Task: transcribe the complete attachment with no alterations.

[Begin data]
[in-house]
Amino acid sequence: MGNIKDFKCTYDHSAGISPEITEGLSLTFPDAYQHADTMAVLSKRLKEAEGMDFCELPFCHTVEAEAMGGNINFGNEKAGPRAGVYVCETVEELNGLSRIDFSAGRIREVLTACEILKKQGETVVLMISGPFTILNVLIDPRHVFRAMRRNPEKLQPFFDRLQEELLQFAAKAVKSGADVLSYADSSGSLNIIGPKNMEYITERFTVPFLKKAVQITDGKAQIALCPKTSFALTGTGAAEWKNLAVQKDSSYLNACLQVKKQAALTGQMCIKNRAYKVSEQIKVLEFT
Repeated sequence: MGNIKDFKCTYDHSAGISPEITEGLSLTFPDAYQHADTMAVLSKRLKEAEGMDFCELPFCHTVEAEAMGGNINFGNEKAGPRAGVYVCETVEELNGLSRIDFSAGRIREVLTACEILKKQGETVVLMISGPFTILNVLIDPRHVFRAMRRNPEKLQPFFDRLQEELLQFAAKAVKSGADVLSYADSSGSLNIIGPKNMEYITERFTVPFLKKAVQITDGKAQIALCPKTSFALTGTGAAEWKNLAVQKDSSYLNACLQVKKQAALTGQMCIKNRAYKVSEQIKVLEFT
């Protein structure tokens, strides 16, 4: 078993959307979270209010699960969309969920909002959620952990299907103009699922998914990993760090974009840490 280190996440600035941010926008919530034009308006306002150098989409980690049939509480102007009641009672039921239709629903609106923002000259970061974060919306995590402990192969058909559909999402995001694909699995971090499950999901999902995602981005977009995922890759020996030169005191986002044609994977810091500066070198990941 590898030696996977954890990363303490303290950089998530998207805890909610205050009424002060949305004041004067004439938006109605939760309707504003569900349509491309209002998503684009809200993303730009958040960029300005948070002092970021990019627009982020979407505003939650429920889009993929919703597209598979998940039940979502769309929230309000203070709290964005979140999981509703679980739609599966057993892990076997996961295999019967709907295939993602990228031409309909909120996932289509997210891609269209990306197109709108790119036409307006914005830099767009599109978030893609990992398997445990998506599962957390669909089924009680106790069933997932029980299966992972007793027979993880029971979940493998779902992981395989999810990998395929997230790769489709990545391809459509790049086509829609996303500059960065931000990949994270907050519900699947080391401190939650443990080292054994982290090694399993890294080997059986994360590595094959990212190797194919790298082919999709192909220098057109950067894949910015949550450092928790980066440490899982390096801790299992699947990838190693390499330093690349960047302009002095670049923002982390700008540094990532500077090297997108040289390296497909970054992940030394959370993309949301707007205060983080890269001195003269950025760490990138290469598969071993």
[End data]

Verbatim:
[in-house]
Amino acid sequence: MGNIKDFKCTYDHSAGISPEITEGLSLTFPDAYQHADTMAVLSKRLKEAEGMDFCELPFCHTVEAEAMGGNINFGNEKAGPRAGVYVCETVEELNGLSRIDFSAGRIREVLTACEILKKQGETVVLMISGPFTILNVLIDPRHVFRAMRRNPEKLQPFFDRLQEELLQFAAKAVKSGADVLSYADSSGSLNIIGPKNMEYITERFTVPFLKKAVQITDGKAQIALCPKTSFALTGTGAAEWKNLAVQKDSSYLNACLQVKKQAALTGQMCIKNRAYKVSEQIKVLEFT
Repeated sequence: MGNIKDFKCTYDHSAGISPEITEGLSLTFPDAYQHADTMAVLSKRLKEAEGMDFCELPFCHTVEAEAMGGNINFGNEKAGPRAGVYVCETVEELNGLSRIDFSAGRIREVLTACEILKKQGETVVLMISGPFTILNVLIDPRHVFRAMRRNPEKLQPFFDRLQEELLQFAAKAVKSGADVLSYADSSGSLNIIGPKNMEYITERFTVPFLKKAVQITDGKAQIALCPKTSFALTGTGAAEWKNLAVQKDSSYLNACLQVKKQAALTGQMCIKNRAYKVSEQIKVLEFT
């Protein structure tokens, strides 16, 4: 078993959307979270209010699960969309969920909002959620952990299907103009699922998914990993760090974009840490 280190996440600035941010926008919530034009308006306002150098989409980690049939509480102007009641009672039921239709629903609106923002000259970061974060919306995590402990192969058909559909999402995001694909699995971090499950999901999902995602981005977009995922890759020996030169005191986002044609994977810091500066070198990941 590898030696996977954890990363303490303290950089998530998207805890909610205050009424002060949305004041004067004439938006109605939760309707504003569900349509491309209002998503684009809200993303730009958040960029300005948070002092970021990019627009982020979407505003939650429920889009993929919703597209598979998940039940979502769309929230309000203070709290964005979140999981509703679980739609599966057993892990076997996961295999019967709907295939993602990228031409309909909120996932289509997210891609269209990306197109709108790119036409307006914005830099767009599109978030893609990992398997445990998506599962957390669909089924009680106790069933997932029980299966992972007793027979993880029971979940493998779902992981395989999810990998395929997230790769489709990545391809459509790049086509829609996303500059960065931000990949994270907050519900699947080391401190939650443990080292054994982290090694399993890294080997059986994360590595094959990212190797194919790298082919999709192909220098057109950067894949910015949550450092928790980066440490899982390096801790299992699947990838190693390499330093690349960047302009002095670049923002982390700008540094990532500077090297997108040289390296497909970054992940030394959370993309949301707007205060983080890269001195003269950025760490990138290469598969071993």